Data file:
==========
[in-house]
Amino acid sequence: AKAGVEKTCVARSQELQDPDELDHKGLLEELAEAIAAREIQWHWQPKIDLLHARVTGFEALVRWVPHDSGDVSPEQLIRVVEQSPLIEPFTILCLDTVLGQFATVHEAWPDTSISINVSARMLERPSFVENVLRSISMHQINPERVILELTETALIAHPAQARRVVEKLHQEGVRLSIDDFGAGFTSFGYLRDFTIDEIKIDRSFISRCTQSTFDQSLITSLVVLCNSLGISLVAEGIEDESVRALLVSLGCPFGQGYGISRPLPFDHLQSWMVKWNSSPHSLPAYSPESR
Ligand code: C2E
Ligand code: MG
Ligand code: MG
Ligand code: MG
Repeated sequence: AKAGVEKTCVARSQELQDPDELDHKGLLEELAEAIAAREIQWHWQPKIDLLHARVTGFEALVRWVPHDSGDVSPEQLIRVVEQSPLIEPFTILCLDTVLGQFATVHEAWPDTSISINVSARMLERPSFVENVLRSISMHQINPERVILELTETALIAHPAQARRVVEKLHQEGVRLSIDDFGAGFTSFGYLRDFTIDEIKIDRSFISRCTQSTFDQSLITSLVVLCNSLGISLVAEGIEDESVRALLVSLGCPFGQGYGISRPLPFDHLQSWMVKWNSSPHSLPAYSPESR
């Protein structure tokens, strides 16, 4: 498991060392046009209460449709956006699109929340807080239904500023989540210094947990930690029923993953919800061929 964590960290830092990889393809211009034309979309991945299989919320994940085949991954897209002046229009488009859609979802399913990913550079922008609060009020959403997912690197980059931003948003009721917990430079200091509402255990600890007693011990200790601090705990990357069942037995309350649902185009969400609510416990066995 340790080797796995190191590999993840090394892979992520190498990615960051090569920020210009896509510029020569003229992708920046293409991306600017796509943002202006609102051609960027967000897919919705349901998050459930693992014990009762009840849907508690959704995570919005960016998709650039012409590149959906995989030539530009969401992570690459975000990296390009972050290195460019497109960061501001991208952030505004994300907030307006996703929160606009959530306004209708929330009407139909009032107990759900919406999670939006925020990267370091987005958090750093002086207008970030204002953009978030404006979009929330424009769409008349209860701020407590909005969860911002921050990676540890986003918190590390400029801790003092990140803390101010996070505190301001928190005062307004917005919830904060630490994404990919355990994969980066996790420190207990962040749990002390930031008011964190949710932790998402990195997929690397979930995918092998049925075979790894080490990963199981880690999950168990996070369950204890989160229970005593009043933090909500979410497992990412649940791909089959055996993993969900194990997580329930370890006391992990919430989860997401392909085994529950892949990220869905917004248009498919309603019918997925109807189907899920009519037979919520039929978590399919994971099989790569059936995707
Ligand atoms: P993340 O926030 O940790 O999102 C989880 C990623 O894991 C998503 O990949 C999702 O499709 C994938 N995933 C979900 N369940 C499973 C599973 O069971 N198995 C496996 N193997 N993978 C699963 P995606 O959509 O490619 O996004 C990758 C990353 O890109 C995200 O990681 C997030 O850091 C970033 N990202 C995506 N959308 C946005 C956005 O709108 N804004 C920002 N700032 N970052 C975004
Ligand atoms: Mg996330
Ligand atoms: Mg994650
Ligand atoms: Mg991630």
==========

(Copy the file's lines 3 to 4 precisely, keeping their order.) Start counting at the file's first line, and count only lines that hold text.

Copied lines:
Ligand code: C2E
Ligand code: MG